Well before the Winter Olympics in Sochi began there’s been a broad range of bitterness towards the Russian hosts and particularly their President Vladimir Putin. Primarily Putin’s attitude, comments and actions around homosexuality are at the forefront on this resentment.
Putin’s views are ridiculous and from another era but I’ve been intrigued since the games started how social media actions and attitudes from the athletes are really started to seed wider news stories.
In the last few days we’ve watched Kiwi snowboarder Rebecca Torr follow up on a couple of cheeky tweets about meeting the Jamaican bobsled team and finding ‘friends’ on dating app Tinder in the Olympic Village.
Torr’s story (if that’s what you can call it) has been picked up by the UK’s Daily Mail and across multiple media channels. Now I’m sure it has nothing to do with her being very beautiful – but its kind of blown things a little off course when her job at the Games is to compete.
There’s also the story that’s followed US bobsledder Johnny Quinn who found himself locked in an Olympic village toilet when the lock jammed. His response to this situation was to kick and punch a hole in the door to get out, and then tweet a photo of it for us all to see.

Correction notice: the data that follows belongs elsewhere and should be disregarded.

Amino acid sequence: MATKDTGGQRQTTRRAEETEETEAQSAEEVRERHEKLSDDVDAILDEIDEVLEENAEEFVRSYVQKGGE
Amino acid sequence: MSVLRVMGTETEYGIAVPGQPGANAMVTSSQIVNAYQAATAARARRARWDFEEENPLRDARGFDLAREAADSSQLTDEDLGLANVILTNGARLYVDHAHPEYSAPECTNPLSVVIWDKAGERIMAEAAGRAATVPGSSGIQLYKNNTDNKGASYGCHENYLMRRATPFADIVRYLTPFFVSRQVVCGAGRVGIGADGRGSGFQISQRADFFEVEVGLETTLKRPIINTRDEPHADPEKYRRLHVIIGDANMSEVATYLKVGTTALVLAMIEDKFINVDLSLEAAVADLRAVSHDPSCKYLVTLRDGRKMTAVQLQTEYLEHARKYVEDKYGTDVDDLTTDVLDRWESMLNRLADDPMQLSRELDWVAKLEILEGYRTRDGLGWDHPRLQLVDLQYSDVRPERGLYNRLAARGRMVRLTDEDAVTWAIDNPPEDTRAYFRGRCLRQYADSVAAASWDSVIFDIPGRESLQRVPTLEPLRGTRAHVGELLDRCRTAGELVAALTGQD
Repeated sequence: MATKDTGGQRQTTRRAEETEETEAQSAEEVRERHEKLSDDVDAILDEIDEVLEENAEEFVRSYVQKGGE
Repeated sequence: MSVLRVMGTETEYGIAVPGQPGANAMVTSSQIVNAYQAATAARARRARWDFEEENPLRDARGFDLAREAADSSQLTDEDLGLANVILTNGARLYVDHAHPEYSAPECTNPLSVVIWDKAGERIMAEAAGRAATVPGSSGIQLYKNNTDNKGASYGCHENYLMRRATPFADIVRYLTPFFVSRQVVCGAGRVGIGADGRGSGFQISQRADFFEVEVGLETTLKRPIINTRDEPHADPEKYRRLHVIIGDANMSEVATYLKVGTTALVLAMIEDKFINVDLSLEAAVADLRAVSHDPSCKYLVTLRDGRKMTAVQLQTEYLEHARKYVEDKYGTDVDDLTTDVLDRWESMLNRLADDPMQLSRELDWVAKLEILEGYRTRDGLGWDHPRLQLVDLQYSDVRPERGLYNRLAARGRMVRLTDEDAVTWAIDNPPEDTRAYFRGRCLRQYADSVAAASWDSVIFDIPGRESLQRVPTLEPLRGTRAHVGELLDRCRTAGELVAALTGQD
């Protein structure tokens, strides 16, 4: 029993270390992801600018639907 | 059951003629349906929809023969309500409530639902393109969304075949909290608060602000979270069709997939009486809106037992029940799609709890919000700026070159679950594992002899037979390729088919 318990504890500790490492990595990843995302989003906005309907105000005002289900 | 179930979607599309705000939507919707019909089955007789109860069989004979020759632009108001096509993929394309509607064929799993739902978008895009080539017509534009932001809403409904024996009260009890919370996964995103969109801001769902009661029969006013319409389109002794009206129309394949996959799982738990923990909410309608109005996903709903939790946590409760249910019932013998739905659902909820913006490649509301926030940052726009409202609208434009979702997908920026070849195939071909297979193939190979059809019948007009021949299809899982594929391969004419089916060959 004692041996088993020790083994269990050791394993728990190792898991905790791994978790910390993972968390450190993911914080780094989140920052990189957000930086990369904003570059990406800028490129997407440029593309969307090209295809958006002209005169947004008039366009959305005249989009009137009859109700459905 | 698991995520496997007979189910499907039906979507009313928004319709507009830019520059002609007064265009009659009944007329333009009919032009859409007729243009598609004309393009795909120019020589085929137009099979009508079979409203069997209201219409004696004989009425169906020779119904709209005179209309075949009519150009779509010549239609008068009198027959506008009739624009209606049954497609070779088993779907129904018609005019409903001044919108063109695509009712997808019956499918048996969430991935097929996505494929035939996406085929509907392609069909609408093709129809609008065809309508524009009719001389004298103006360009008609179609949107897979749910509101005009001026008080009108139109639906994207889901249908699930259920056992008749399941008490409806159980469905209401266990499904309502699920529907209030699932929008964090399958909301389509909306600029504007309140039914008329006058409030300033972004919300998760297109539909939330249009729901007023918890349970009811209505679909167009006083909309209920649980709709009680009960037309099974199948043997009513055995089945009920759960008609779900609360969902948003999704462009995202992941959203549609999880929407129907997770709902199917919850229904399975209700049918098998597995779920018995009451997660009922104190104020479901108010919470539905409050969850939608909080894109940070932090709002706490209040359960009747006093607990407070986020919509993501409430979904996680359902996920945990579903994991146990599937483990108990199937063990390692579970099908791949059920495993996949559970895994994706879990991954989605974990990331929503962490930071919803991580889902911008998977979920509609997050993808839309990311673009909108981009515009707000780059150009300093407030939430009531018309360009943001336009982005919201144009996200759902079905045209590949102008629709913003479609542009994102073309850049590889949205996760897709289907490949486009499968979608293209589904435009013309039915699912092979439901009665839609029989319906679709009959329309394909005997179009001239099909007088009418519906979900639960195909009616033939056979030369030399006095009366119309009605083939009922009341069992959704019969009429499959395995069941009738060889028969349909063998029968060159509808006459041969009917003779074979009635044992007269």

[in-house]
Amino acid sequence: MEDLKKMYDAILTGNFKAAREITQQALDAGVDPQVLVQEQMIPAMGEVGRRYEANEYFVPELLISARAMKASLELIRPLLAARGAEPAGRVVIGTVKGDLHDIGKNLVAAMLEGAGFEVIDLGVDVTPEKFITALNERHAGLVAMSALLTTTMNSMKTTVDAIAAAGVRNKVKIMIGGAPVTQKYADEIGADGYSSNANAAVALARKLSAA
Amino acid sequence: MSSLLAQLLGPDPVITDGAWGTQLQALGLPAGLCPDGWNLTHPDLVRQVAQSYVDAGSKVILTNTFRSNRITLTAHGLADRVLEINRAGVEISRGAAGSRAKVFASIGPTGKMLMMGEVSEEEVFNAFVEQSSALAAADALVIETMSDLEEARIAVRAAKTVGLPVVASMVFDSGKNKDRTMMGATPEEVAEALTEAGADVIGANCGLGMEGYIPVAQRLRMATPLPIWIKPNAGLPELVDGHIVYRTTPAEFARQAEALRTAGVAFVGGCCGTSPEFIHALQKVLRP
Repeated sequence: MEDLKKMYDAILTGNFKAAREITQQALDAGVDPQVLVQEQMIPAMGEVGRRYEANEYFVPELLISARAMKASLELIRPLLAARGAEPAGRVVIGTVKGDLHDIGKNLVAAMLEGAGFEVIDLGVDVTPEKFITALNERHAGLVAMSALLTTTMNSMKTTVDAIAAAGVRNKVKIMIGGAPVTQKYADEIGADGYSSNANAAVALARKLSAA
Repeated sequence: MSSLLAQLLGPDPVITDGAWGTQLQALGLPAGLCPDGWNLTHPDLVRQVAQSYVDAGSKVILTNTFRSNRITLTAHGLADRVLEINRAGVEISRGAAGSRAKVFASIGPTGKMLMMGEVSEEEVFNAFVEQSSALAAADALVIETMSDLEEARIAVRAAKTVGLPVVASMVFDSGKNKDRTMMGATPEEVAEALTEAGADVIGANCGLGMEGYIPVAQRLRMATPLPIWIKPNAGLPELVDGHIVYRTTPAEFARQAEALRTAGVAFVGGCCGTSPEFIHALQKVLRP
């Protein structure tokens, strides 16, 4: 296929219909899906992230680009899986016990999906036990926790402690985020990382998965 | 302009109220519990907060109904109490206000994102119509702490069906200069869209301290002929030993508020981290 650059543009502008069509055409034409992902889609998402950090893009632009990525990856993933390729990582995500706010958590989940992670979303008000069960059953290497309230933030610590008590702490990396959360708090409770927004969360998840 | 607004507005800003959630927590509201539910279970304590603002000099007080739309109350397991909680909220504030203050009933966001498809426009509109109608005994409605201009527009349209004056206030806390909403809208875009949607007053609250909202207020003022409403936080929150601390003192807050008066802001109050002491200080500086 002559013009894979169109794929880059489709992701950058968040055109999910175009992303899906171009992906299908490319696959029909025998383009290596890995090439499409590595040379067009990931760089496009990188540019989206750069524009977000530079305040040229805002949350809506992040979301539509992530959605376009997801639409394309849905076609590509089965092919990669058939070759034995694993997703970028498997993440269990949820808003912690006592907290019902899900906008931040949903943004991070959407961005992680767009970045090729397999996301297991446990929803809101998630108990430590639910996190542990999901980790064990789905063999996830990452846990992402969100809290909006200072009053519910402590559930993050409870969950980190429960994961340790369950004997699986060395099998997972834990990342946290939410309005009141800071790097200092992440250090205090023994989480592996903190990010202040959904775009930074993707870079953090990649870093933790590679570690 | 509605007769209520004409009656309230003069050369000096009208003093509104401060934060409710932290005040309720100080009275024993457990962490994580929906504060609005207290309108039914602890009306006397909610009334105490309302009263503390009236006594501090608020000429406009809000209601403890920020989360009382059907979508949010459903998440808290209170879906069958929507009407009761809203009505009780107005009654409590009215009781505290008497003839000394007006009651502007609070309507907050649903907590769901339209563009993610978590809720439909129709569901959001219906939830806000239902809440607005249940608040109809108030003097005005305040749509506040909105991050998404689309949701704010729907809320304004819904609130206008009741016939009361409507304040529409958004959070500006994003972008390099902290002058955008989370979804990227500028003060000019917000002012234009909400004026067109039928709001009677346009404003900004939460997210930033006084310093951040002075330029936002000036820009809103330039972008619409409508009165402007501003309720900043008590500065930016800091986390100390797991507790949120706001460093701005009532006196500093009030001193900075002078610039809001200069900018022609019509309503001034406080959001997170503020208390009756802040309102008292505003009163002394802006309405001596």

Quinn’s motivation I guess was to prove how macho he is and highlight the failures of the Russian organisers who, it appears, can’t do a single thing right in these games. His story has gone completely global and it has nothing to do with his ability to bobsled.
Social media is once again highlighting the trivial elements of these Games and snowballing them into ‘real stories’. It’s also built up two profiles of athletes who are likely going to do very well out of potential sponsorship opportunities as a result of their 15 minutes of fame.
So perhaps, thanks to the snowball of social media, the winners of the Sochi games aren’t going to be fastest, highest or strongest rather just the loudest and goofiest.